When Neal Potter promised to slow down growth as Montgomery County's chief executive, he was not kidding.

Potter said yesterday that he wants to halt the county's industrial recruitment efforts, even when the potential catch is the corporate headquarters of a $10 billion-a-year company such as General Dynamics Corp., the nation's second-largest military contractor.

"We need to ease off on the stimulation of employment," Potter said, adding that he's not interested in luring General Dynamics, which announced Wednesday it will move its headquarters and about 200 jobs from St. Louis to a Washington suburb, most likely Fairfax County.

"My feeling is that we should concentrate on the biomedical field and high tech, and not seek a corporate head like that," Potter said yesterday.

Last fall, Potter ousted incumbent Sidney Kramer, primarily by attacking Montgomery's rapid growth, clogged roads and heavily developed business districts. His victory, and those of several County Council members who ran on slow-growth platforms, were seen as signals that Montgomery residents wanted time for roads, schools and other facilities to catch up with development.

Still, Potter's comments yesterday surprised some of his allies and outraged pro-business officials.

"I was told this morning by the {county} executive that he doesn't want them {General Dynamics} to come, he wants them to go away," council member William E. Hanna Jr. (D-District 3), said during council debate over growth policies. "The no-growth feeling is so strong, and the anti-business atmosphere is so great, there's no willingness to look at something bigger than two more cars on the road."

Potter said he has not talked with General Dynamics officials, and there's no evidence that his sentiments influenced the company's apparent preference for a site near Dulles International Airport.

There seemed to be some confusion in the Potter administration about the executive's position. In March, Potter joined Gov. William Donald Schaefer and three other county executives in signing a letter urging the chairman of General Dynamics to move the headquarters to Maryland.

Potter, however, could not recall signing the letter yesterday until it was read to him. Then he said, "I remember now raising that, because it said Maryland in general . . . I don't think we should press it for Montgomery because Montgomery's strength is in other fields."

Meanwhile, Jon A. Gerson, the county's director of economic development, said yesterday, "We have been actively pursuing General Dynamics's location in our area."

Potter's comments seemed likely to stir new debate in a county that is struggling with revenue problems and empty office space on the one hand, and cramped roads and crowded schools on the other. The roads and schools would become even more packed if those offices were suddenly filled.

Under rigid county guidelines that prohibit development in any given area until transportation capacity, schools and water/sewer systems are ready to support it, half of Montgomery County is under a ban on commercial or residential development. Hanna, a former Rockville mayor, said the guidelines are too rigid, and urged the council yesterday to allow growth in certain areas even if traffic problems would worsen.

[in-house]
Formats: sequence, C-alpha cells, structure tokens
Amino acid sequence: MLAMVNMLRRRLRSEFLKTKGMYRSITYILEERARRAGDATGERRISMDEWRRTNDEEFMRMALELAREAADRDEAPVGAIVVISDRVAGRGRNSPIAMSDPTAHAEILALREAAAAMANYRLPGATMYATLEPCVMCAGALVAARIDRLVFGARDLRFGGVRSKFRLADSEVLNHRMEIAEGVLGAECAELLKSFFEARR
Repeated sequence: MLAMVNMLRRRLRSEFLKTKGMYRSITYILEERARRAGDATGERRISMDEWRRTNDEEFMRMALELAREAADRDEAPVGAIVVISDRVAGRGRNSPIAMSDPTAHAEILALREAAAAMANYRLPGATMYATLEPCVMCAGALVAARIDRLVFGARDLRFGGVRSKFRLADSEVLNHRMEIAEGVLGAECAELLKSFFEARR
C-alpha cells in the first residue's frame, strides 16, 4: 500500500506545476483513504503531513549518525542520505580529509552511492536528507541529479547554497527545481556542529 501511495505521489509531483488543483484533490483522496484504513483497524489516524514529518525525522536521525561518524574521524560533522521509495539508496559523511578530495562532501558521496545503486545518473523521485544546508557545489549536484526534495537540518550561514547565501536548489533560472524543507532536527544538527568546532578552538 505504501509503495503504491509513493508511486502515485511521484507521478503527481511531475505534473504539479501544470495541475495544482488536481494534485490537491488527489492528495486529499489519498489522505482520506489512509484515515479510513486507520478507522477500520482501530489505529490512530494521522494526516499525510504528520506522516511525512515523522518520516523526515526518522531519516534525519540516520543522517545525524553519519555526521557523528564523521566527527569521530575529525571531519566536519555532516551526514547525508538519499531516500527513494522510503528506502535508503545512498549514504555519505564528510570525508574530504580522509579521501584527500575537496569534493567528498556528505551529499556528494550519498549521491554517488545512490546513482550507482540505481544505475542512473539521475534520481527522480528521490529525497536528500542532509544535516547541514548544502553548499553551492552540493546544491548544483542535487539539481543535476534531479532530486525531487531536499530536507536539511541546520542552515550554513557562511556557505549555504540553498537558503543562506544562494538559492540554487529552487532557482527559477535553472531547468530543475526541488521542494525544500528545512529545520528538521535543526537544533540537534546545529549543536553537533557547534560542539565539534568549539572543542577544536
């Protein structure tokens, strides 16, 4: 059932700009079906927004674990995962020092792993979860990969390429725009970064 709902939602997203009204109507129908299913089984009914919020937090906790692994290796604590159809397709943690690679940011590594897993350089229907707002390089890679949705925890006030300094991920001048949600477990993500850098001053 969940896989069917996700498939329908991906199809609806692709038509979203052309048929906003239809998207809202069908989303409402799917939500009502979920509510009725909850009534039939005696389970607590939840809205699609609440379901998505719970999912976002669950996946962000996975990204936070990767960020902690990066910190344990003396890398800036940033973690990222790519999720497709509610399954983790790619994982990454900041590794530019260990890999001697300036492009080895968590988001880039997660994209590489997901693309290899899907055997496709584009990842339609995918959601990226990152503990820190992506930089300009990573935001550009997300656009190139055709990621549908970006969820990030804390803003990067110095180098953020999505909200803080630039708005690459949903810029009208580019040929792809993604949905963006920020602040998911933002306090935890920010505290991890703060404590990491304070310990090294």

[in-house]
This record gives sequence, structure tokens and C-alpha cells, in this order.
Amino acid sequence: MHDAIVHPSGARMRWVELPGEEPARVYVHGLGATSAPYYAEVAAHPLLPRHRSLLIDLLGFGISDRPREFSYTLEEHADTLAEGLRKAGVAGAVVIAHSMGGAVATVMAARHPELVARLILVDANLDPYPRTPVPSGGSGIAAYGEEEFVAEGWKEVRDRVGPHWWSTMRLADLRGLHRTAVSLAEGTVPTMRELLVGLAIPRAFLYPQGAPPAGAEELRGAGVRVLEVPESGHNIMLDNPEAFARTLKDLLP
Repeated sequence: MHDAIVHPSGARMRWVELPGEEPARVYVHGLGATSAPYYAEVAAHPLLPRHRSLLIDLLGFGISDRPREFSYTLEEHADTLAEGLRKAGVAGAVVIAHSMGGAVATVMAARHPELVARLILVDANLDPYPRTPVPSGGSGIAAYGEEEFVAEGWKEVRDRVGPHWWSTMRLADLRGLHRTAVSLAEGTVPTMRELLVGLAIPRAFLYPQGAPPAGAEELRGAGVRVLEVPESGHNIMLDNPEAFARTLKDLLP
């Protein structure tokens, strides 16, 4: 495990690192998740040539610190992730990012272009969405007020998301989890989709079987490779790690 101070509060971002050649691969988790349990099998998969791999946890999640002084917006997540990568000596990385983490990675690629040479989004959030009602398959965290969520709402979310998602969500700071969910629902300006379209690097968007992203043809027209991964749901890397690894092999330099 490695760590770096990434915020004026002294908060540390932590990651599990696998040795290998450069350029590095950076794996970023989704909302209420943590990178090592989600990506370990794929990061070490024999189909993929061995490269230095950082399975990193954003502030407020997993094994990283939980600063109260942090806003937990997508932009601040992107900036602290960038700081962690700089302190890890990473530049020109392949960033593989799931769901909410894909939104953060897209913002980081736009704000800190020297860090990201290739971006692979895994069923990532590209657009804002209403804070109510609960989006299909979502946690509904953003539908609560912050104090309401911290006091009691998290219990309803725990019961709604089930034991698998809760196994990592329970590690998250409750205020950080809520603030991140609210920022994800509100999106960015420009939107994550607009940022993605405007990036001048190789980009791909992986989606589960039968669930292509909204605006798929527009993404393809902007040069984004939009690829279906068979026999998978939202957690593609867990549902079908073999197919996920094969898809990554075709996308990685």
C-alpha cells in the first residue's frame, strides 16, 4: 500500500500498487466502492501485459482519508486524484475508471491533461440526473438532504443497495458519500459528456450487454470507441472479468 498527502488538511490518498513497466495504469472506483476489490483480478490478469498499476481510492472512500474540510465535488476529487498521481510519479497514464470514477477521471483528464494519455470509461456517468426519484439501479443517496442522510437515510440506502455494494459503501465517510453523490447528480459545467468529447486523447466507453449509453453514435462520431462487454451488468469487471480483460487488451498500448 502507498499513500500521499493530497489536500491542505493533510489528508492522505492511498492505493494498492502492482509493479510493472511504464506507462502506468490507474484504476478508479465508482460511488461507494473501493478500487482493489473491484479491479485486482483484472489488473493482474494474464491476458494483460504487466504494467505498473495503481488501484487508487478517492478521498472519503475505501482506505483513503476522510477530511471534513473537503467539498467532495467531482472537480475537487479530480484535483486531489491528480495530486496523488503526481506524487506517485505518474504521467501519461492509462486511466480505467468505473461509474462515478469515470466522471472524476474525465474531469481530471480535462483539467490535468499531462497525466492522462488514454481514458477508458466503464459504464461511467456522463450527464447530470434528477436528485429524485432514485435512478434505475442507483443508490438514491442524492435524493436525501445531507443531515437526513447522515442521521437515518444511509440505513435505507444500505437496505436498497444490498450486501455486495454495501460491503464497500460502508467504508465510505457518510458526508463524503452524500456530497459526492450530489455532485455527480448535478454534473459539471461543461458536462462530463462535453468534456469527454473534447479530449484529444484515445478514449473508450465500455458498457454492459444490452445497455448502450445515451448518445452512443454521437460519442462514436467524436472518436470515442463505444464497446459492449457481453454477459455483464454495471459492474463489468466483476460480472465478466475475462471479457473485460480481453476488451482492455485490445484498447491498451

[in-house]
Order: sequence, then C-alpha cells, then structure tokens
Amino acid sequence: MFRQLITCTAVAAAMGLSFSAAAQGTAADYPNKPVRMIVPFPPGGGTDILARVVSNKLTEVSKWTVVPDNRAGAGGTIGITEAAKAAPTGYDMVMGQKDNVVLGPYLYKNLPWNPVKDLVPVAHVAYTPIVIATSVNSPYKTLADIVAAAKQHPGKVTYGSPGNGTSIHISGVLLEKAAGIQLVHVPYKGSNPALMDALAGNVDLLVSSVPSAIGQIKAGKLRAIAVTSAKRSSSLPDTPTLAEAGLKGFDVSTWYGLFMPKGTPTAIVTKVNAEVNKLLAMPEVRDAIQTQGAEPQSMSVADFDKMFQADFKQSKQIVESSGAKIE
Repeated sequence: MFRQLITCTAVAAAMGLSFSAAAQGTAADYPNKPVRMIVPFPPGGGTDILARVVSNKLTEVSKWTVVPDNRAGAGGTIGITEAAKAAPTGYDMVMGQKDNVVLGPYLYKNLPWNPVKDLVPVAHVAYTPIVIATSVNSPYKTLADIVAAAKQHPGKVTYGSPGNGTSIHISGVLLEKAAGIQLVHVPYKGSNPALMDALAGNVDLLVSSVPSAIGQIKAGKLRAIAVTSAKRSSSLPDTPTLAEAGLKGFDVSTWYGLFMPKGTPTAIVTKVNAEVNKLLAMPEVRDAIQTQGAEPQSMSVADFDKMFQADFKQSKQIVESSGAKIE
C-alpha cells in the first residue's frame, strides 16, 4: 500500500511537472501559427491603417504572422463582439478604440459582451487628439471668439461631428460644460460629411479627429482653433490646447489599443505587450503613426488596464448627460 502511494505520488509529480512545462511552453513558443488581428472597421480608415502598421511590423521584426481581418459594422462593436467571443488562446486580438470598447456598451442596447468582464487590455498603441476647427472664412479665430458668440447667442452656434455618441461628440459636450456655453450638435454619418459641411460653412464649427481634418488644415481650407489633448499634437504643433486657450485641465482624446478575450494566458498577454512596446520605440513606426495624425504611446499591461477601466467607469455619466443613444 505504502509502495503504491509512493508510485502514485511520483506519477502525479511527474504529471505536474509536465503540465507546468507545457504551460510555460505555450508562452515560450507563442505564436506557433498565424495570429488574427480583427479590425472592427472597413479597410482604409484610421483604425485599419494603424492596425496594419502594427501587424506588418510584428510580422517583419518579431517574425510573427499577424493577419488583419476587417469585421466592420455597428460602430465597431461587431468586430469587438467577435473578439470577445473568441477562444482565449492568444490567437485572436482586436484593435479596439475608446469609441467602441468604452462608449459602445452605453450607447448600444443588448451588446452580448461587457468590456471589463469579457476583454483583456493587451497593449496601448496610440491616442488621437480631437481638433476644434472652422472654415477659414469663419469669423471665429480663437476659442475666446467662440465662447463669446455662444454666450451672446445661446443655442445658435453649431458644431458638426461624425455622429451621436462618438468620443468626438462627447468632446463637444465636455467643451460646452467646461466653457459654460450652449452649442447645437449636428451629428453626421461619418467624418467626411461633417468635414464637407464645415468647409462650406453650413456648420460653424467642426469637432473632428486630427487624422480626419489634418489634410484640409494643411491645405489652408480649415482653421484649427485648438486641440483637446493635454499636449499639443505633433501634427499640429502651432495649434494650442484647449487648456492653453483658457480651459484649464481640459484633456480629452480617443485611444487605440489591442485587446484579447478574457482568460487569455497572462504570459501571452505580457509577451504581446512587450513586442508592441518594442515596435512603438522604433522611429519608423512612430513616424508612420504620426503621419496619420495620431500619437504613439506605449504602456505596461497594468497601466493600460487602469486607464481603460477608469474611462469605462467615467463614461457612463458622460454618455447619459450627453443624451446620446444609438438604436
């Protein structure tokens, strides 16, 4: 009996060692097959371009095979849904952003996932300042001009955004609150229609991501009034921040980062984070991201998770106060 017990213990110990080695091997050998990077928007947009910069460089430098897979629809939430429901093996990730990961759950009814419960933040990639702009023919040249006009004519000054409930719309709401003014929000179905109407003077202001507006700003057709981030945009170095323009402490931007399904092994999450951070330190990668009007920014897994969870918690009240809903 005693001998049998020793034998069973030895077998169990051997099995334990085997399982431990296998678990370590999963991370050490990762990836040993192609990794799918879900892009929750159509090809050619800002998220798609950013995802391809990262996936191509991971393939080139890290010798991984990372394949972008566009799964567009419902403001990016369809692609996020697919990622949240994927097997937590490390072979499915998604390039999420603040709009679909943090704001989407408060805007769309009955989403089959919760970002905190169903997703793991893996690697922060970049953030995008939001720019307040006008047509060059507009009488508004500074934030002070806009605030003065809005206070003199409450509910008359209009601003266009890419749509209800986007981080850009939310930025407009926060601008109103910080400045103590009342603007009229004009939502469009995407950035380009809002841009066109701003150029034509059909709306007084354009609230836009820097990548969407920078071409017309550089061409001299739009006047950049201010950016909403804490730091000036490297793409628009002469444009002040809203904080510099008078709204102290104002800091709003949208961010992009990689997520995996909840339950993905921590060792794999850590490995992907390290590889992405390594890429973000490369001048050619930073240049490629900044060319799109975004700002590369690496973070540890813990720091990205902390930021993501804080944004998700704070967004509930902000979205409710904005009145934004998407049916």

When only two of the other eight council members endorsed his motion, Hanna announced he was walking out, saying, "My philosophy is obviously so distant that I can't contribute anything to this dicussion." Before he reached the door, however, colleagues persuaded him to stay.

Potter did not attend the daylong meeting, but defended his comments about General Dynamics in an interview. "Our biggest problems are the high price of land and the inadequate public facilities, mainly roads," he said. "New employers tend to increase all those problems."

Potter, 76, said he is not anti-business. He said he is working to persuade the U.S. Food and Drug Administration to consolidate its operations, now spread throughout the Washington area, in Montgomery. "We're working to retain an industry, a federal establishment that's very important to us," he said.

Two of Potter's closest allies on the council said they disagreed with the executive's hasty dismissal of General Dynamics's overtures.

"My view would be that we should investigate it," said council President Isiah Leggett (D-At Large).

"I was surprised by Neal's quick dismissal," said council member Bruce T. Adams (D-At Large). "We should find out exactly what the nature of the opportunity is."

Potter's comments may come as little surprise to Montgomery residents who closely followed the 1990 election. Potter told The Washington Post last August that Montgomery has all the jobs it needs and shouldn't be encouraging growth.

In an interview this week before the General Dynamics announcement was made, Potter reiterated those sentiments. Asked if Montgomery County officials were recruiting industry, as most jurisdictions do, Potter replied: "They have been doing it. I'm trying to see that they don't do it anymore . . . . Trying to stimulate growth in general is poor policy."

He said Montgomery County should not "try to get another Mobil Oil," a reference to Mobil Corp's decision to move its corporate headquarters to Fairfax County in 1989 after considering Montgomery. "I still say we were lucky they did not come here," he said.